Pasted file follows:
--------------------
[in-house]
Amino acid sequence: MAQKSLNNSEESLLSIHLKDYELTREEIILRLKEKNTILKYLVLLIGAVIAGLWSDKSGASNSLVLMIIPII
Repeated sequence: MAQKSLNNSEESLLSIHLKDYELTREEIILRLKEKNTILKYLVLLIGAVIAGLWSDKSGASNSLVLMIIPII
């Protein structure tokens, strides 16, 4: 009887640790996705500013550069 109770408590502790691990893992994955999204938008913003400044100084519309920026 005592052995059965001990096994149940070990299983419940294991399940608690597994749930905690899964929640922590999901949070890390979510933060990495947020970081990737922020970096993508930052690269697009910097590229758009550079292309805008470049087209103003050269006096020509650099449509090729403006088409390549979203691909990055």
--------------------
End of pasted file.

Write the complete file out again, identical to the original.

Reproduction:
[in-house]
Amino acid sequence: MAQKSLNNSEESLLSIHLKDYELTREEIILRLKEKNTILKYLVLLIGAVIAGLWSDKSGASNSLVLMIIPII
Repeated sequence: MAQKSLNNSEESLLSIHLKDYELTREEIILRLKEKNTILKYLVLLIGAVIAGLWSDKSGASNSLVLMIIPII
């Protein structure tokens, strides 16, 4: 009887640790996705500013550069 109770408590502790691990893992994955999204938008913003400044100084519309920026 005592052995059965001990096994149940070990299983419940294991399940608690597994749930905690899964929640922590999901949070890390979510933060990495947020970081990737922020970096993508930052690269697009910097590229758009550079292309805008470049087209103003050269006096020509650099449509090729403006088409390549979203691909990055």